Gielgud, A Theatrical Life, 1904-2000
Feature by Willard Manus

John Gielgud was one of the towering figures of 20th century theatre, a man who cast long shadows as actor, director, designer and producer on both sides of the Atlantic. His career, which spanned Edwardian times to the end of the 20th century, included not only stage work but accomplishments in the fields of film, television, radio and spoken word. Gielgud truly was one of a kind and any writer trying to sum up his life would be hard-pressed to do justice to it.

Jonathan Croall has taken on that challenge in GIELGUD, A THEATRICAL LIFE, 1904-2000, a biography published recently by Continuum (580 pages, $35). Croall, a writer who comes from a theatrical family himself, did not have an easy time while writing the book. Not only did Gielgud waver in his support of it, but Croall had to go to war with a rival biographer (Sheridan Morley) who tried to undermine his efforts all along the way.

Croall persevered though and the result is something for which every theatrelover should be grateful. GIELGUD, A THEATRICAL LIFE is a triumph in every respect. Lucid, detailed and readable, the book captures the essence of a man who achieved memorable things in his lifetime, yet remained modest, self-deprecating and even insecure, with a puckish sense of humor for good measure.

Gielgud’s great-aunt was Ellen Terry, one of Britain’s most famous actresses. She was his inspiration and help-meet, a woman who gave him moral support when he did battle with his father, who wanted him to become an architect. She also gave him advice and encouragement when he was a young, struggling actor. Gielgud had it tough at first; he nearly flunked out of acting school, and spent many desperate years in rep companies that barely paid him a living wage.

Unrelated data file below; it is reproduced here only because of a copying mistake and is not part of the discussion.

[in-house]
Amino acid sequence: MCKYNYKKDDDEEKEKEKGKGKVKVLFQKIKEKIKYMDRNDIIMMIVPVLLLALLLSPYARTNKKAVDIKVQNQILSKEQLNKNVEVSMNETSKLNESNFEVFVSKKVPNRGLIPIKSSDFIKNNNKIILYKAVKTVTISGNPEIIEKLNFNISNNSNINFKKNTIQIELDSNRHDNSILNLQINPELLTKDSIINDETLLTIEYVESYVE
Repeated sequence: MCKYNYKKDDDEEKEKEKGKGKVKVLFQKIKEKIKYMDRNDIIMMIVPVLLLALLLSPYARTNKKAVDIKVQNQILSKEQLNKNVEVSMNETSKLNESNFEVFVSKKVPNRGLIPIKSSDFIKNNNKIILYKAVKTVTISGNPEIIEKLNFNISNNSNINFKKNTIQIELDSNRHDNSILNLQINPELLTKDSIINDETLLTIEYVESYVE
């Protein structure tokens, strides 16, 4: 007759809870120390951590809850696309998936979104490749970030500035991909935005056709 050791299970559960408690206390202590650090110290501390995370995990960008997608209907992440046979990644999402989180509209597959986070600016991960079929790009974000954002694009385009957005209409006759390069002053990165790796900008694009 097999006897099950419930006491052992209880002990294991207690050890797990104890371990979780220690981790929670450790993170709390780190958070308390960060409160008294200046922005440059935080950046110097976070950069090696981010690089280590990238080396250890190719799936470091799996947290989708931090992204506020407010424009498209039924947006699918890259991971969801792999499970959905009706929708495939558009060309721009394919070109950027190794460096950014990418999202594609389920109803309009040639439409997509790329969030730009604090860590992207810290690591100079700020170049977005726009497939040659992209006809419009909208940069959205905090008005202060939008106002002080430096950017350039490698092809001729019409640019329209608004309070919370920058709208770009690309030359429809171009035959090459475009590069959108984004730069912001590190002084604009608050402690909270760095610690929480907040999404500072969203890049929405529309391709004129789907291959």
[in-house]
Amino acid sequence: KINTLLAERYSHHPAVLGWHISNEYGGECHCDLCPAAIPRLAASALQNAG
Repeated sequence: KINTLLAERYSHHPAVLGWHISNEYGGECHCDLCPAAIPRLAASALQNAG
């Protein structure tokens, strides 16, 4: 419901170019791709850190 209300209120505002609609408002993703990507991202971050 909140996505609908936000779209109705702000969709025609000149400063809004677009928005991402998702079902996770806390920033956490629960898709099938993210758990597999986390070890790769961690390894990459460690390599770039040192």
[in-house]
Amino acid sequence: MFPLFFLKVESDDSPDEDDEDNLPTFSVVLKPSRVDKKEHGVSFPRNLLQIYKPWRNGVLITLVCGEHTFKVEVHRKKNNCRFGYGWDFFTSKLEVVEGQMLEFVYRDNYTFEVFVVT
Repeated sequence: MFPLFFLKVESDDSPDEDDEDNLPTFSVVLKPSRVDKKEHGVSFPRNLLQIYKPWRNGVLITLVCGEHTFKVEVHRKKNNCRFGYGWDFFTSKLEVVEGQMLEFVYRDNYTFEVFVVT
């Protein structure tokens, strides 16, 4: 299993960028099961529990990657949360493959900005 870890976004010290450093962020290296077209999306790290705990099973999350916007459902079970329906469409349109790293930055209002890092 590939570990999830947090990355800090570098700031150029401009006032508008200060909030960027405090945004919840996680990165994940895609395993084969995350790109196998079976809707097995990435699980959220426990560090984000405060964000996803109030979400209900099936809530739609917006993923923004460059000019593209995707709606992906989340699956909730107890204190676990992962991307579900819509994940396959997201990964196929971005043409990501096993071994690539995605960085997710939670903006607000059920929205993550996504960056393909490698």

His first starring role was in Noel Coward’s “The Constant Nymph.” In those days British theatre was mostly comprised of light comedies and musicals. Contemporary dramatic works had to be approved by the Lord Chamberlain, who served as the guardian of public morals. Young, courageous theatre folk like Gielgud tried to get around the censorship by forming private theatre clubs, most of which performed on Sunday nights only.

Gielgud also showed his mettle by rejecting the West End for the chance to join the Old Vic. The pay was much less, but he knew he needed to learn his craft, especially when it came to performing Shakespeare. His coach was Harcourt Williams, a man who looked like a “harassed beekeeper,” but who taught him the fine points of speaking Shakespearean verse. “He ruled us by affection and by the trust he had in us, a trust almost childlike in its naivete,” Gielgud said.

Gielgud was equally well-liked by his fellow actors. “His keenness, his modesty, his infinite capacity for work, spread their influence through the company,” one of them recalled.

Gielgud got his chance to play Macbeth (“isn’t it lovely, the dear boy is blossoming,” said his co-lead, Lilian Baylis), but it was his Hamlet that made him a star. The critics were stunned by the work of this 26-year-old, slim, elegant actor with a melodious voice. “His Hamlet is noble in conception,” one of them wrote. “It has been thought out in study, and is lived upon the stage with the result that you feel these things are happening to Hamlet for the first time, and that he is, here and now, creating the words which shall express the new-felt emotions.”

After that, Gielgud never stopped working, right up until the age of ninety-six. As Croall writes, he took part in 130 roles in over 200 productions, appeared in over 70 films, 60 television plays, and innumerable radio plays...and one of his last, “King Lear,” was on his 90th birthday.” Gielgud directed over 80 plays, “was a pioneering actor-manager, and a great discoverer and nurturer of talent in others: numerous actors, playwrights and designers owed their start in the theatre to him. He was also a talented writer, an elegant stylist and witty storyteller who produced several entertaining volumes of memoirs and books on the theatre.”

One of his closest friends was fellow-actor Ralph Richardson, who called him a “kind of brilliant butterfly.” Gielgud himself admitted that his feminine side sometimes took over on stage (his career survived a homosexual scandal), but he could also summon up the artistry to play such masculine roles as Lear and Prospero with stunning, ferocious power.

Gielgud was a titan and Croall’s book pays him proper tribute.